In 2017, the Vermont General Assembly established a study committee to examine proposals to increase the state’s minimum wage and the impact that would have on public benefits for low-income families. The committee ultimately recommended increasing the state’s minimum wage, while also including a provision in the legislation to shift the eligibility for the state’s child care subsidy at the same rate to reduce the likelihood that low-income families would lose their child care support.

In 2018, Vermont passed HB 236, which increased asset limits for TANF from $2,000 to $9,000 and excludes deposits in child savings accounts and retirement accounts. Both measures were taken to mitigate against loss of benefits when families try to build asset cushions for their families. Assets accumulated from earnings by participating families, as well as any earned income tax credit, are now excluded when determining continuing eligibility for TANF. The statute also removes children’s higher education savings accounts from asset limits when determining eligibility for a child care subsidy.

caught in the middle benefits cliffs graphic

Policy Options

Policies aimed at mitigating or eliminating benefits cliffs have interrelated goals that together support workers, families, business and bolster economies. The Whole Family Approach to Jobs work group identified a menu of policy options for both state and federal consideration. The state policies are organized into five overarching state policy strategies: 1) mapping benefits cliffs and pathways to financial self-sufficiency, 2) aligning eligibility levels, 3) making work pay, 4) increasing family economic security through asset development, and 5) fostering culture and system changes in the public and private sectors.


  • Self-Sufficiency Standards
  • Benefits Calculators


  • Asset Limits
  • Income Disregards
  • Alignment of Rules Across Programs


  • Tax Credits for Working Families
  • Career Pathways


  • Escrow Accounts
  • Individual Development Accounts


  • Employer Engagement
  • Cost-Benefit Analysis
  • Goal Setting, Career Planning and Coaching
  • Student Access to SNAP

Mapping Benefits Cliffs and Pathways to Financial Self-Sufficiency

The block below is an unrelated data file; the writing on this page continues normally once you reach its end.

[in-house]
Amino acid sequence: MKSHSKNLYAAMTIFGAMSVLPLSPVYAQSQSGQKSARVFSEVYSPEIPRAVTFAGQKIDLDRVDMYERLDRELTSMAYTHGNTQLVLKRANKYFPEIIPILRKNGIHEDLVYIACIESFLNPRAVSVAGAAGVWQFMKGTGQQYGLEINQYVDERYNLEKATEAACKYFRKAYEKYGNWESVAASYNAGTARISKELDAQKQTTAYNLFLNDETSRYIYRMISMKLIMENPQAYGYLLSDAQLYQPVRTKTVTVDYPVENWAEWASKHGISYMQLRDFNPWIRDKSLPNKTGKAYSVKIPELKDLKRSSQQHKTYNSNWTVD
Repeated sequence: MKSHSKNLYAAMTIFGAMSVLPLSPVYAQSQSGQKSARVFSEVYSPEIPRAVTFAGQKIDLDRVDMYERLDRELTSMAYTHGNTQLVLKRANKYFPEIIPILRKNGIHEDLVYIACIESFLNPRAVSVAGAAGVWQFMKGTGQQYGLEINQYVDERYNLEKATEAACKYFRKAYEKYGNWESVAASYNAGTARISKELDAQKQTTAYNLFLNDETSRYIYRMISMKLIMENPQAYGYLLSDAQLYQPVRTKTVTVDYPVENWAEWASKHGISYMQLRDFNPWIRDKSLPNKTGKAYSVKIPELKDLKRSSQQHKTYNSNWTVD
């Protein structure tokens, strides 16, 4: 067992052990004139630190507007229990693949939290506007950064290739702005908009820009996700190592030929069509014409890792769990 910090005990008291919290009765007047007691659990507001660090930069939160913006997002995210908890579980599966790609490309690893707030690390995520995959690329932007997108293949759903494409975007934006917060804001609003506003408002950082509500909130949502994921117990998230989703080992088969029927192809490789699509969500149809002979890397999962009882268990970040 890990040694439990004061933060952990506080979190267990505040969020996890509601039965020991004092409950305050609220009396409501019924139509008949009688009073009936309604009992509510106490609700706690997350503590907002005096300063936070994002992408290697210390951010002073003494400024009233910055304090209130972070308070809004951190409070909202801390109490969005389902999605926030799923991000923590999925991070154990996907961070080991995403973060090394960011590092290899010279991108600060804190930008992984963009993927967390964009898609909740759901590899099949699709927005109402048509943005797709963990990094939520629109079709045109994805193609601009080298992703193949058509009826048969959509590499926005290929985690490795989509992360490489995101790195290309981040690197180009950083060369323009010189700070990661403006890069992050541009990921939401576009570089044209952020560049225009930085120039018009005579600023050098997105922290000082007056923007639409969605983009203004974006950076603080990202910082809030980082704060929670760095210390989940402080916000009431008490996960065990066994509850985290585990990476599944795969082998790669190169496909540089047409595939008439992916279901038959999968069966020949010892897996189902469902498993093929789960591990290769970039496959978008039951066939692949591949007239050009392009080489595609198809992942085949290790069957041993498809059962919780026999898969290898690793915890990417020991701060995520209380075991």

warehouse employee woman working

One of the first steps in addressing benefits cliffs is to understand where and how they happen. States have taken various approaches to understand the interaction between wages and benefits cliffs, including defining a self-sufficiency standard to understand what families need to earn to transition away from benefits altogether. Calculators can help caseworkers and families understand when they would reach a benefit cliff. These efforts have been driven primarily by state legislators, governors, and TANF and SNAP directors.

Self-Sufficiency Standards

A financial self-sufficiency standard is defined as the income necessary for a family to meet its basic needs without public or private assistance. Some states use 200% of the federal poverty guideline; however, most have taken a more nuanced approach and factor in the varying costs of living by geography, household size and ages of children.

Forty-one states and the District of Columbia have self-sufficiency standards specific to their circumstances. Seven states—California, Indiana, New York, Ohio, Oregon, Washington and Wyoming—are using self-sufficiency calculators. For a 50-state perspective, the Center for Women’s Welfare at the School of Social Work at the University of Washington publishes a self-sufficiency standard for each state that considers the age and composition of the family and includes the costs of all major budget items.

Benefits Calculators